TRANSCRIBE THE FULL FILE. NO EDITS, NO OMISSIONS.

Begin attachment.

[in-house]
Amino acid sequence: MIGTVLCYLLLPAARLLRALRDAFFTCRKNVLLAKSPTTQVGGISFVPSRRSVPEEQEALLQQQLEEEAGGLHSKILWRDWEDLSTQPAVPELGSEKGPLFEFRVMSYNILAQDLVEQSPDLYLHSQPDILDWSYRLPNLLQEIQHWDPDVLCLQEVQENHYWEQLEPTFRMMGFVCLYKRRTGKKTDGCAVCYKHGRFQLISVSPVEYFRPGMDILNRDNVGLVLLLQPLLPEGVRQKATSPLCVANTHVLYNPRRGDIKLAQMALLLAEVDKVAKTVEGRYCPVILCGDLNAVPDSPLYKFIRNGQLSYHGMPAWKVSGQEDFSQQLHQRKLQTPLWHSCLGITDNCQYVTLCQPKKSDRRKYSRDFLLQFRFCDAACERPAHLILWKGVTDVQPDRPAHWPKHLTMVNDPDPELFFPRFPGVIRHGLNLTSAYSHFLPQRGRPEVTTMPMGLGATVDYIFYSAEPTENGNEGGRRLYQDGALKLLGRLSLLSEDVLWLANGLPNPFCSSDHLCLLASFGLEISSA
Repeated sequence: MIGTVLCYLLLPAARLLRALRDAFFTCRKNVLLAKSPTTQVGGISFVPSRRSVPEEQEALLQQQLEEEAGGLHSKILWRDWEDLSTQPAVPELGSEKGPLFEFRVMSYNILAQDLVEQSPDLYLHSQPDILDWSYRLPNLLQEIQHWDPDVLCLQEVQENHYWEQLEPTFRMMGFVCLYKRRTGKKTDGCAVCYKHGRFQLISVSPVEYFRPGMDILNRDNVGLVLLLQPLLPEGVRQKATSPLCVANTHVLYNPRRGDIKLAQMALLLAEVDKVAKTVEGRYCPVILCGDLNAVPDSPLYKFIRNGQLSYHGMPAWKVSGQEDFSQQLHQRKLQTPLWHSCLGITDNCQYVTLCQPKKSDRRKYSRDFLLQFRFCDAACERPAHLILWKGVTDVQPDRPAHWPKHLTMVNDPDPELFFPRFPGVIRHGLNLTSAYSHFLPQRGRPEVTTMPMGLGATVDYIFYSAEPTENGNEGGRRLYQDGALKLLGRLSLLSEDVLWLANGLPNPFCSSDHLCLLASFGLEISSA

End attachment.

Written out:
[in-house]
Amino acid sequence: MIGTVLCYLLLPAARLLRALRDAFFTCRKNVLLAKSPTTQVGGISFVPSRRSVPEEQEALLQQQLEEEAGGLHSKILWRDWEDLSTQPAVPELGSEKGPLFEFRVMSYNILAQDLVEQSPDLYLHSQPDILDWSYRLPNLLQEIQHWDPDVLCLQEVQENHYWEQLEPTFRMMGFVCLYKRRTGKKTDGCAVCYKHGRFQLISVSPVEYFRPGMDILNRDNVGLVLLLQPLLPEGVRQKATSPLCVANTHVLYNPRRGDIKLAQMALLLAEVDKVAKTVEGRYCPVILCGDLNAVPDSPLYKFIRNGQLSYHGMPAWKVSGQEDFSQQLHQRKLQTPLWHSCLGITDNCQYVTLCQPKKSDRRKYSRDFLLQFRFCDAACERPAHLILWKGVTDVQPDRPAHWPKHLTMVNDPDPELFFPRFPGVIRHGLNLTSAYSHFLPQRGRPEVTTMPMGLGATVDYIFYSAEPTENGNEGGRRLYQDGALKLLGRLSLLSEDVLWLANGLPNPFCSSDHLCLLASFGLEISSA
Repeated sequence: MIGTVLCYLLLPAARLLRALRDAFFTCRKNVLLAKSPTTQVGGISFVPSRRSVPEEQEALLQQQLEEEAGGLHSKILWRDWEDLSTQPAVPELGSEKGPLFEFRVMSYNILAQDLVEQSPDLYLHSQPDILDWSYRLPNLLQEIQHWDPDVLCLQEVQENHYWEQLEPTFRMMGFVCLYKRRTGKKTDGCAVCYKHGRFQLISVSPVEYFRPGMDILNRDNVGLVLLLQPLLPEGVRQKATSPLCVANTHVLYNPRRGDIKLAQMALLLAEVDKVAKTVEGRYCPVILCGDLNAVPDSPLYKFIRNGQLSYHGMPAWKVSGQEDFSQQLHQRKLQTPLWHSCLGITDNCQYVTLCQPKKSDRRKYSRDFLLQFRFCDAACERPAHLILWKGVTDVQPDRPAHWPKHLTMVNDPDPELFFPRFPGVIRHGLNLTSAYSHFLPQRGRPEVTTMPMGLGATVDYIFYSAEPTENGNEGGRRLYQDGALKLLGRLSLLSEDVLWLANGLPNPFCSSDHLCLLASFGLEISSA